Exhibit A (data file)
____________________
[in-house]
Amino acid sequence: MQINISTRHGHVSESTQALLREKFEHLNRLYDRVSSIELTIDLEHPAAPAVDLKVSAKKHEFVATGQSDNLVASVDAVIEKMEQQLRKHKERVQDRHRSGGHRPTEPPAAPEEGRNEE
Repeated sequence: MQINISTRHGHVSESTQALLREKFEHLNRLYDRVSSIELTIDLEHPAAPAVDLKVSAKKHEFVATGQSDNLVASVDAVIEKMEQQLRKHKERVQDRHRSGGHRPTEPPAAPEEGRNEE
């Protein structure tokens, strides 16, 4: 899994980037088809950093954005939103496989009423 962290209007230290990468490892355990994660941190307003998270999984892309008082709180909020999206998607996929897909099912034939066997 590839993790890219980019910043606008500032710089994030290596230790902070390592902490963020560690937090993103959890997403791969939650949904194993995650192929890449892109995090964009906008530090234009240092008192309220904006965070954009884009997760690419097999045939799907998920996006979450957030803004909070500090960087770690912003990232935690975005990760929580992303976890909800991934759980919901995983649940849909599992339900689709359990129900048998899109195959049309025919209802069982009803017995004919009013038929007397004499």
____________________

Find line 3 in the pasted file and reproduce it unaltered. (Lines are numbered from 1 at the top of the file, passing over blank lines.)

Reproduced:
Repeated sequence: MQINISTRHGHVSESTQALLREKFEHLNRLYDRVSSIELTIDLEHPAAPAVDLKVSAKKHEFVATGQSDNLVASVDAVIEKMEQQLRKHKERVQDRHRSGGHRPTEPPAAPEEGRNEE